The global spotlight is on New Zealand as whale strandings have become increasingly common across the country.
Whale experts regard Aotearoa as the "whale stranding capital of the world", where over 5000 incidents have been recorded since 1840, the Guardian reports.
The Department of Conservation (DoC) responds to about 85 incidents a year.
- Whale stranding spree remains a mystery
- 145 whales dead after mass stranding on Stewart Island
- 50 whales found dead after mass stranding at Chatham Islands
Scientists were left baffled after 50 pilot whales died after a stranding at Chatham Islands in November, while another had to be euthanized. Earlier that week, 145 whales perished on Stewart Island while another 11 died in Northland.
In May, a total of 11 sperm whales were discovered on a south Taranaki beach. It followed three separate whale strandings in 2016 on beaches near Opunake, Patea and Rahotu while in 2011, two tourists found a pod of 107 pilot whales beached and dying at Mason Bay.
As the Guardian notes, definitive information on why whales strand "remains elusive".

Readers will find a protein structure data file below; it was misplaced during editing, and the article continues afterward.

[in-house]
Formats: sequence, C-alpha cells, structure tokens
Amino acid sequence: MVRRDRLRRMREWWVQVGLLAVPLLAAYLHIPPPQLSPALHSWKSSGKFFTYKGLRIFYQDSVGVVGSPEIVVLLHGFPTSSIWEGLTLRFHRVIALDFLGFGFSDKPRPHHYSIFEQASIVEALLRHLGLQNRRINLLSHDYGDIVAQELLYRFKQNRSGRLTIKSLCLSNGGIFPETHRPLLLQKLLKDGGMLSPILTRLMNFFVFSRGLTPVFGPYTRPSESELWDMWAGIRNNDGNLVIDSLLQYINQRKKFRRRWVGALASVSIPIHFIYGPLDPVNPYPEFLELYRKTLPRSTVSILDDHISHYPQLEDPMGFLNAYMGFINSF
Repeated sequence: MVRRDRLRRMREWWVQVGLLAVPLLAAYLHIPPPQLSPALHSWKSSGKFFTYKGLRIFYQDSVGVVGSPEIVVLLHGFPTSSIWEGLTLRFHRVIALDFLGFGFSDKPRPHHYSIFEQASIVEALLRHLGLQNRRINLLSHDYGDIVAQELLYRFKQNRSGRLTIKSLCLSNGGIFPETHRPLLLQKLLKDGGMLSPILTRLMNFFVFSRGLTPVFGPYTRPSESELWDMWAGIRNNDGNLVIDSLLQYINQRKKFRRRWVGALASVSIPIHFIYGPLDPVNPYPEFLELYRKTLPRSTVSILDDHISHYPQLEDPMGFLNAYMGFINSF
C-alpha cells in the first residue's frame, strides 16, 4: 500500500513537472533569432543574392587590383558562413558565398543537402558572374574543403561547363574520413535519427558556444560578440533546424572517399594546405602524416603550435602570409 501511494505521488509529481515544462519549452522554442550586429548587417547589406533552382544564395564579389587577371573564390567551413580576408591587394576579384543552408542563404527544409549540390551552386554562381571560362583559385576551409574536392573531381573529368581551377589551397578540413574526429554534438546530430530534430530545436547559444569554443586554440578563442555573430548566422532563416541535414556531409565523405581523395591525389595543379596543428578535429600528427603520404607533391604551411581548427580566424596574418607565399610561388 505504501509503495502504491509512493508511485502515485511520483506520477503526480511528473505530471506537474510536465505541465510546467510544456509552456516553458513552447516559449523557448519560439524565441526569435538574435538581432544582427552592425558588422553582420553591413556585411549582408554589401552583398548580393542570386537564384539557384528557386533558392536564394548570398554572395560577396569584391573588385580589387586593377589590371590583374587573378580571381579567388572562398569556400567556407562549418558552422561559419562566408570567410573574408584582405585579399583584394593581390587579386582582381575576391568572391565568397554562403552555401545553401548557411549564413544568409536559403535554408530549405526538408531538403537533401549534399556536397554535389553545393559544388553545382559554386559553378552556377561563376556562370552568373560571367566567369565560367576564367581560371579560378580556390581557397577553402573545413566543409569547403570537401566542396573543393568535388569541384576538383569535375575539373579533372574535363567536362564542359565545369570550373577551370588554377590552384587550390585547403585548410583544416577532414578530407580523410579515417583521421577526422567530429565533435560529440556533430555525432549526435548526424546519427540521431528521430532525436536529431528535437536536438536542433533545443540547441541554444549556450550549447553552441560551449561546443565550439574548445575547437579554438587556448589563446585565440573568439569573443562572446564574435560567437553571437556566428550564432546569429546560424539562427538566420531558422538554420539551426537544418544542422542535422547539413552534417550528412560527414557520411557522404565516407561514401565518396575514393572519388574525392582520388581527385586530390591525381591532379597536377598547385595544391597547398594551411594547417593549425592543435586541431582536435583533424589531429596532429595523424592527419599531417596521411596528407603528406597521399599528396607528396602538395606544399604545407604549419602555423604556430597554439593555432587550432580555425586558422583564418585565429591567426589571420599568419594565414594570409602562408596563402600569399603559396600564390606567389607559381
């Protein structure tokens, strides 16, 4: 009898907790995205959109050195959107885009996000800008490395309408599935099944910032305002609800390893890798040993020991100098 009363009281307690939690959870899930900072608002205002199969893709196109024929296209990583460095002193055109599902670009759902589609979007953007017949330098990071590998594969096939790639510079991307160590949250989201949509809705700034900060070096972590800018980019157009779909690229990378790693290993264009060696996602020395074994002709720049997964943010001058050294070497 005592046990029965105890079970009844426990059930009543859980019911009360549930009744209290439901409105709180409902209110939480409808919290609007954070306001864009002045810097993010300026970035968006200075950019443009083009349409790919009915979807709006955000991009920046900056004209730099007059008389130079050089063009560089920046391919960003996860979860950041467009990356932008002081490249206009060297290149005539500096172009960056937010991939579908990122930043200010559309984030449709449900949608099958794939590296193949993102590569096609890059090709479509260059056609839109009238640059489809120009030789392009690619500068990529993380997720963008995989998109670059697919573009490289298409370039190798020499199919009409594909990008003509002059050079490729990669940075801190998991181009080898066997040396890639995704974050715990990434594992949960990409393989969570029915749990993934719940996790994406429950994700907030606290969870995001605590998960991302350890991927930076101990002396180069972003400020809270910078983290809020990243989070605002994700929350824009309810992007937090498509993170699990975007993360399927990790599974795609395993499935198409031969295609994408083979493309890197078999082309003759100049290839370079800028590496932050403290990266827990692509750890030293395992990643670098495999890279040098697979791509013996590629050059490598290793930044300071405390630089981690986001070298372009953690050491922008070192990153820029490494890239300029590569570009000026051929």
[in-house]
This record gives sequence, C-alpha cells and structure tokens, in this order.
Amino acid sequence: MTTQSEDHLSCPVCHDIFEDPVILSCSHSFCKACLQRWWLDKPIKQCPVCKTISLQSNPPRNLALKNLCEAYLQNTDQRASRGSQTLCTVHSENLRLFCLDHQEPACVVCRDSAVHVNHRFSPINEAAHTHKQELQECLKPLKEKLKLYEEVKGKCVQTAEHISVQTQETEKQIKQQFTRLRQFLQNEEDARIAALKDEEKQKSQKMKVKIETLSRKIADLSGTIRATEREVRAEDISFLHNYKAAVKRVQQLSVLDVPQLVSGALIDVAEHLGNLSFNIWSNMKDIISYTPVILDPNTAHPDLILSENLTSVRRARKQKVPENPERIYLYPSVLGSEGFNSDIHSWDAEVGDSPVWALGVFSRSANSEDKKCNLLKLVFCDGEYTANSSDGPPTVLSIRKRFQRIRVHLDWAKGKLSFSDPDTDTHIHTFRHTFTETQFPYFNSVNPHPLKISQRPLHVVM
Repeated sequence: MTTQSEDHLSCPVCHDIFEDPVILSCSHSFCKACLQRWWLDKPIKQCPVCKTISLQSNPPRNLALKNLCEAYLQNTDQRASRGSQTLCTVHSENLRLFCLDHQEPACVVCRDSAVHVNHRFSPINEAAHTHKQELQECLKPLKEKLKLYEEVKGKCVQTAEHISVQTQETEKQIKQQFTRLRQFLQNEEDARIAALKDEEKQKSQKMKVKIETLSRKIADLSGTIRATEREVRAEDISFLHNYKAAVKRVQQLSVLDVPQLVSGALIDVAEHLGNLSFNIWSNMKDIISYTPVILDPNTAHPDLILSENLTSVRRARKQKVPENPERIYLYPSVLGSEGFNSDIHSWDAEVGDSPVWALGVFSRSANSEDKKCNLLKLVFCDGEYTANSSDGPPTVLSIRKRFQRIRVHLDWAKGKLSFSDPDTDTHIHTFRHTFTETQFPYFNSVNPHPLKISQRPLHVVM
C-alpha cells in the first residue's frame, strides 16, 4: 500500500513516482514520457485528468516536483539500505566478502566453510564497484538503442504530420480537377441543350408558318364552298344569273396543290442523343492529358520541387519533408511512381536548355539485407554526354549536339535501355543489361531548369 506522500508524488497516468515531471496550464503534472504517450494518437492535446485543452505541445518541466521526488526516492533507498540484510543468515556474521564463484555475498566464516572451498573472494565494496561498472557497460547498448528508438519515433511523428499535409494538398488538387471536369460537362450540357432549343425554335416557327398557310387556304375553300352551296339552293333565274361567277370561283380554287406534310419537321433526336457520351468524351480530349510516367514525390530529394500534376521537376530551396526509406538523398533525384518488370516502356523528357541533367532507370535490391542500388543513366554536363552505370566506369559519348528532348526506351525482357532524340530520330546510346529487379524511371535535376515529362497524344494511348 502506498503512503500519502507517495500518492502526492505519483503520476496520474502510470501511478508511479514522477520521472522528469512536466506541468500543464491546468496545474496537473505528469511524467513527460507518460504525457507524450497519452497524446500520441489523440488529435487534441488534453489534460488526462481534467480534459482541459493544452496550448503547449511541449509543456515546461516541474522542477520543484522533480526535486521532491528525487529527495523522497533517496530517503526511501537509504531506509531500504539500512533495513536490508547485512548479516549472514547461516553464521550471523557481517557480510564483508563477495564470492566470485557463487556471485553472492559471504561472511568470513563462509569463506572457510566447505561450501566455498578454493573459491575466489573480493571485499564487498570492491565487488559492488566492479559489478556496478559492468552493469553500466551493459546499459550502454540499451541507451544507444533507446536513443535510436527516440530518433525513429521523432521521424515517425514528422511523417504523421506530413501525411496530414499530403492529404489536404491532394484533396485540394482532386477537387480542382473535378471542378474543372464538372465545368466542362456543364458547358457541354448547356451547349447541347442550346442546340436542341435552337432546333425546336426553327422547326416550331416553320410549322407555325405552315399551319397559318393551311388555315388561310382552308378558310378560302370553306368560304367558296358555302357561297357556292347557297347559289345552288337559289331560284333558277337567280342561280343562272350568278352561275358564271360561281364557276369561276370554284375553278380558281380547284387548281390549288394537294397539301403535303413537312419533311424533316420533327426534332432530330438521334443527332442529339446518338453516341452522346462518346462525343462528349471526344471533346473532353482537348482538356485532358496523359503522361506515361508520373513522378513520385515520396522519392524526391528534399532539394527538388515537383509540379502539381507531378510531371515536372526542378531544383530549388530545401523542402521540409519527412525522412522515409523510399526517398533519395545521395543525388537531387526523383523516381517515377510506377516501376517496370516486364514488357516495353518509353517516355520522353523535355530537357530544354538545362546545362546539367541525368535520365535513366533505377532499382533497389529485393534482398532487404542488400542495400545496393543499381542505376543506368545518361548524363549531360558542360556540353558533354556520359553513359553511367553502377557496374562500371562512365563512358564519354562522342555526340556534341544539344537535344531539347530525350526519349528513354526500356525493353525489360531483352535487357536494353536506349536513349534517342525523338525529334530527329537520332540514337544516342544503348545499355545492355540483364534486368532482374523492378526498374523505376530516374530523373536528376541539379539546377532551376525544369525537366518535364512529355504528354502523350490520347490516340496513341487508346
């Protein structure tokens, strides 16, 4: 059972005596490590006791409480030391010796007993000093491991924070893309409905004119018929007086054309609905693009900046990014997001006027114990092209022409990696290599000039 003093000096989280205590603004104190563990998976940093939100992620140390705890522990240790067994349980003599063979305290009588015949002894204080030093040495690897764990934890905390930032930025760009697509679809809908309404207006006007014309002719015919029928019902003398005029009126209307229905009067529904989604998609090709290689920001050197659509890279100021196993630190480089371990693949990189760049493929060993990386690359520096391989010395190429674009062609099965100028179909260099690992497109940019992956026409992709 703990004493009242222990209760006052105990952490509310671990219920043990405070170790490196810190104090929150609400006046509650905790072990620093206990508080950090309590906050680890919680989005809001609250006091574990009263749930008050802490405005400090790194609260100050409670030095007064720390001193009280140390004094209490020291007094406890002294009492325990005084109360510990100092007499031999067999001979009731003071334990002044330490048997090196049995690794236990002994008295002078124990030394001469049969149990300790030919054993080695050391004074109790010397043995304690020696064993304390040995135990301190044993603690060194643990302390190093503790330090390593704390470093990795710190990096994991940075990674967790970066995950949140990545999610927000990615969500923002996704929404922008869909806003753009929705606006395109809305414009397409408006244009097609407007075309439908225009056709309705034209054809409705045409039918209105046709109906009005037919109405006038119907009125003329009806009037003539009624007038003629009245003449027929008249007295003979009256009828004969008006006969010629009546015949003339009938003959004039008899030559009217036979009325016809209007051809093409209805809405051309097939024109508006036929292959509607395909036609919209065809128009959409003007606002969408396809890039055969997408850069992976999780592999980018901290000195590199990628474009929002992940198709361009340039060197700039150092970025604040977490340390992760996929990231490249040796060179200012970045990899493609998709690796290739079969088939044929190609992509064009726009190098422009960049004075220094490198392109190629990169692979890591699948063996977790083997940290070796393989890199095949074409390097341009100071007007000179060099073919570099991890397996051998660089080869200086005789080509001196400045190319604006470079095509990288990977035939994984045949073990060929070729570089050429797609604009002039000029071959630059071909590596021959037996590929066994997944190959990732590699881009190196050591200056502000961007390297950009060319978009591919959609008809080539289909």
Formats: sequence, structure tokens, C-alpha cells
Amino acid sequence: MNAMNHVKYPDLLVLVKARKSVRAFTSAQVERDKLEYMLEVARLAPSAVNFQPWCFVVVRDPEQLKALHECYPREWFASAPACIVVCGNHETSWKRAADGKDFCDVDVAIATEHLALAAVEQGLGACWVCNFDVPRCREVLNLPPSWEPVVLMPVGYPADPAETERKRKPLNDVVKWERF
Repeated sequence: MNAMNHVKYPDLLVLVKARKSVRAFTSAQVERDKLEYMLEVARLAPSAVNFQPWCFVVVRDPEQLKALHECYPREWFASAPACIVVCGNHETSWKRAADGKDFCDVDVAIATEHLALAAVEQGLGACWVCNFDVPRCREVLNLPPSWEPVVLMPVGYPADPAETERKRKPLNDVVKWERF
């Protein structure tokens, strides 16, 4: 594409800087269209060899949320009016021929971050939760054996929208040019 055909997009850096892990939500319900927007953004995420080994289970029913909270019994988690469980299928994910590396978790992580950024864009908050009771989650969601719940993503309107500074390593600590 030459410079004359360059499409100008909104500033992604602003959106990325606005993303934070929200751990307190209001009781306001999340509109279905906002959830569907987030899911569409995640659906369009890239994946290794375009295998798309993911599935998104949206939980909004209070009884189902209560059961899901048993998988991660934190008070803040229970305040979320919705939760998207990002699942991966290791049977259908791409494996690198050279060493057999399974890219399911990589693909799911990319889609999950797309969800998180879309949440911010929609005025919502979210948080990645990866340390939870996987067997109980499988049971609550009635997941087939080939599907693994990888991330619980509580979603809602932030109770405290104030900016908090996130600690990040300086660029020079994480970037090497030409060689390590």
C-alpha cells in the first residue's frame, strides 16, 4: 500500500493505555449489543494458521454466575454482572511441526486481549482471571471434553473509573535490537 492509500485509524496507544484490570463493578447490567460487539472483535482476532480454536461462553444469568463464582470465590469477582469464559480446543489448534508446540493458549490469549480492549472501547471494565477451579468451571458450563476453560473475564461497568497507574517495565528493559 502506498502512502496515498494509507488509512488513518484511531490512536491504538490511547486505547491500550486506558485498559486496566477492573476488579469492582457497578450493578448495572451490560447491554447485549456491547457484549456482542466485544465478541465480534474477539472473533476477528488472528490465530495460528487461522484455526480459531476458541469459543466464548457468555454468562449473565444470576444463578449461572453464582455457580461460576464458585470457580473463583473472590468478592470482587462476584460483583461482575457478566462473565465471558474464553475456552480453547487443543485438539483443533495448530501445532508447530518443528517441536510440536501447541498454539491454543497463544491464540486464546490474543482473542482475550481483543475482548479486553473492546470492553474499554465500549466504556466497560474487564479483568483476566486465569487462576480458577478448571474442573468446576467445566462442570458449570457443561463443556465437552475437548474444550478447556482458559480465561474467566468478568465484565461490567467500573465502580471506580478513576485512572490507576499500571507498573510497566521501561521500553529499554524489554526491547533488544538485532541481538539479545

Some scientists believe climate change is to blame, with warming ocean temperatures creeping closer to the shore and forcing whales to pursue food in shallow waters.
"[Warming waters] may create different feeding situations for some of these animals, it's all basically guesswork," marine mammal expert Jo 'Floppy' Halliday told Newshub last month.
"[There's] probably a whole host of different factors that come together and create half of these problems."
And as scientists debate the cause of whale strandings in New Zealand, Māori are left feeling hopeless and frustrated. The majestic creatures are regarded as their ancestors and taonga (treasures).
"When will we talk about what is hurting these animals out on the sea? They are drowning out there, they can't breathe, they beach themselves to be with [their ancestors]," Ngātiwai tribe elder Parata told the Guardian.
Parata's people do not interfere when the DoC and volunteer groups take the lead in rescue efforts, but the tribe believes whales are "trying to escape an increasingly polluted and unpredictable ocean".
"Man's greed in the ocean is hurting the whales."
He told the Guardian it's "very emotional" watching the painful deaths of their ancestors. He says the sea is trying to tell us something.
"We need to listen."